After the Confirmation Mass on the hottest, most humid day of the year to date, I entertain the bishop to lunch and by four o’clock I am on the road, heading for Leeds. I am going on the intercession for priests retreat lead by Sr Briege McKenna and Fr Kevin Scallon.
It came as something of a blow, therefore, to arrive some hours later at Hinsley Hall, hard by Headingley cricket ground, to find that a sinus operation had made air travel impossible for Sr Briege, so she wouldn’t be with us after all. At the risk of sounding trite, it was a bit like getting your hands on a ticket to hear Domingo sing Tosca and turning up to discover he has a sore throat and that Darius will sing songs from the shows instead. That’s no reflection on Fr Kevin, indeed it was hard not to feel for him in the circumstances, for he would have to carry the retreat on his own. He was, of course, more than capable of doing so, but one sympathised with him for he was facing the constant implicit rebuke that he wasn’t Sr Briege McKenna. You could hardly fault him for that, and indeed you couldn’t fault him at all for the inspiring talks and celebrations that he led us in over the next few days. Again, I feel I am skating on thin ice if I say that by the end of the five days it didn’t seem to matter that Sr Briege hadn’t come. In fact, the intercession for priests programme is based on solid, sacramental and spiritual foundations. Both Sr Briege and Fr Kevin are far too sensible and too humble to want anything but the work of the intercession to be what impresses – not them or the cult of their personalities.
And a great work it is: to pray for a renewal of holiness in the priesthood; for those priests actually present to celebrate the sacraments and pray for repentance, healing, renewal and courageous faith. So each day there is the Divine Office said and sung in common, followed by prayers of intercession for the needs of bishops and priests and the Church, periods of Exposition of the Blessed Sacrament, Mass, the rosary and talks. Each day there is a service with some relevance to the renewal of priestly life; one day a penitential service with Confession, another day a service of healing and anointing, another day a renewal of priestly commitment.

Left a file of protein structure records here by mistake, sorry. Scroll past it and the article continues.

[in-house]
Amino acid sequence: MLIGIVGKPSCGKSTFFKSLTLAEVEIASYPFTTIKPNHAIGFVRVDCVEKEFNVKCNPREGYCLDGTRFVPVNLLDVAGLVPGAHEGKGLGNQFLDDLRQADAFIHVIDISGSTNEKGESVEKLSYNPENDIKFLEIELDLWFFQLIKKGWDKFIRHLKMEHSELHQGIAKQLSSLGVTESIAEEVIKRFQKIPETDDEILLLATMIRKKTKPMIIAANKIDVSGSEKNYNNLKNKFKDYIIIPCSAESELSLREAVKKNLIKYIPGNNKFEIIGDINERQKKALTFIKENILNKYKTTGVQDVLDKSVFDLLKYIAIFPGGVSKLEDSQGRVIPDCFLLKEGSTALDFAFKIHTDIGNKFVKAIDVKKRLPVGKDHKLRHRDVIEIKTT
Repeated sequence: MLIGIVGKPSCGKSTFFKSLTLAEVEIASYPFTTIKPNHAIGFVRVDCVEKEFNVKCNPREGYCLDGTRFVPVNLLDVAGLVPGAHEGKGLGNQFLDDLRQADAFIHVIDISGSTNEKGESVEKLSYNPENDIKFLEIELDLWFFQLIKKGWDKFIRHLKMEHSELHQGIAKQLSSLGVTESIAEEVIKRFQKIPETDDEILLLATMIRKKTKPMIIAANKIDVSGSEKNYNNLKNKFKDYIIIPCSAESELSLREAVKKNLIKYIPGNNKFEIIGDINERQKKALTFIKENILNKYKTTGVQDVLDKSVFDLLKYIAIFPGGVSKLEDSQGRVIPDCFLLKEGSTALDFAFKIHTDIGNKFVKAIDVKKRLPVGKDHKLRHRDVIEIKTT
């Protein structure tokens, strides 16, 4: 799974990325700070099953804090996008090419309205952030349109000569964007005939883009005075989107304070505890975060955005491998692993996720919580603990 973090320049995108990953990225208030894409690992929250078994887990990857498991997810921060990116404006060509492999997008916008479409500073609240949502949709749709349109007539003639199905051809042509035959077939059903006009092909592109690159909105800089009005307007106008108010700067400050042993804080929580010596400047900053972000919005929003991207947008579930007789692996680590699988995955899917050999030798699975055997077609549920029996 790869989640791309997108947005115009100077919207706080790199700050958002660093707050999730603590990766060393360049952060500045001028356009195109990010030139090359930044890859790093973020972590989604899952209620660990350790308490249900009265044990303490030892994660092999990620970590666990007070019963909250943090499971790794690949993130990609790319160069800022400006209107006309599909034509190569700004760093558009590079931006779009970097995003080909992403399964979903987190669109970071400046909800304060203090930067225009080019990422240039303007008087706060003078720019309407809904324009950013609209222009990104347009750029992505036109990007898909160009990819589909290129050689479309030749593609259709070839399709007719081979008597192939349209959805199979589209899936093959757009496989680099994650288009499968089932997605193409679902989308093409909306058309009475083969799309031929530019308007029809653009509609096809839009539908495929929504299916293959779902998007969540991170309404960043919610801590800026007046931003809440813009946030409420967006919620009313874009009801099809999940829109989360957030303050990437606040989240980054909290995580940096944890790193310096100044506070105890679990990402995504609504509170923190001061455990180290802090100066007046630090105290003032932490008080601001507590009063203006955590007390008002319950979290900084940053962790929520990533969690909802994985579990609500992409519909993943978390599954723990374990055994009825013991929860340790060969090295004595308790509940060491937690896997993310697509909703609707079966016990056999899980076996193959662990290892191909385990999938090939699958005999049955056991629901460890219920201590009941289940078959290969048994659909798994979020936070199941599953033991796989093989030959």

Through the preaching and the aims of the intercession there runs a quiet realism about the situation of priests that you don’t seem to hear articulated elsewhere. The language used describes a wider arc of a pendulum that swings between the exalted dignity and awesome demands of the ordained priesthood and the terrible damage that is done when priests forget these. There is noth ing ecclesiologically political or judgmental about the approach. Nor indeed, is there any false nostalgia or recidivism about some golden age; much of the language and feel of the intercession is very contemporary in tone. But there is a very Catholic insistence that the priesthood is not evolving in its essence; it remains the awesome responsibility of being chosen to act in persona Christi. This means carrying out the sacraments with their ex opere operato guarantee that in them Christ is truly present, but more, it means seeking to conform your life more and more to the holiness of Christ so that you may reveal his presence as he reveals his Godhead, through the words and actions and gestures of everyday life, through a humanity transformed by grace.
To be a priest is not only to mediate Christ merely in a role, but in person, through a life truly rooted in his own holiness, which is just another word for love. To embrace wholeheartedly this ideal is to shudder deeply at the sins that contradict such a presence of Christ in the priesthood, the gestures and attitudes that betray his looks and his accents and his healing touch; it is to want to pray for repentance and healing for ourselves and our brothers, and especially for those people and parts of the Church that have been devastated by the child-abuse scandals. These, Sr Briege would say, are a wake-up call for the priesthood, a call for profound renewal.
If this all sounds a little abstract, most edifying of all is to be in the company of so many priests who would accept that they find their place somewhere within that arc of the call to holiness and the reality of human sinfulness. Just by looking at some of them when they pray you can see the marks of a long struggle that has left them with a serenity showing in the contours of their faces and the light in their eyes. There must be several hundred years of priestly ministry represented here between the 40 or so priests on the retreat, many of whom have been coming for years. It inspires me to want to seek be a better priest, to seek holiness. Holiness, which comes from outside you; the awareness that you are loved by God, and the courage to surrender to that alone is what makes you get up in the morning. Something tells me that in one way or another this is a labour to which I may well be coming back year after year.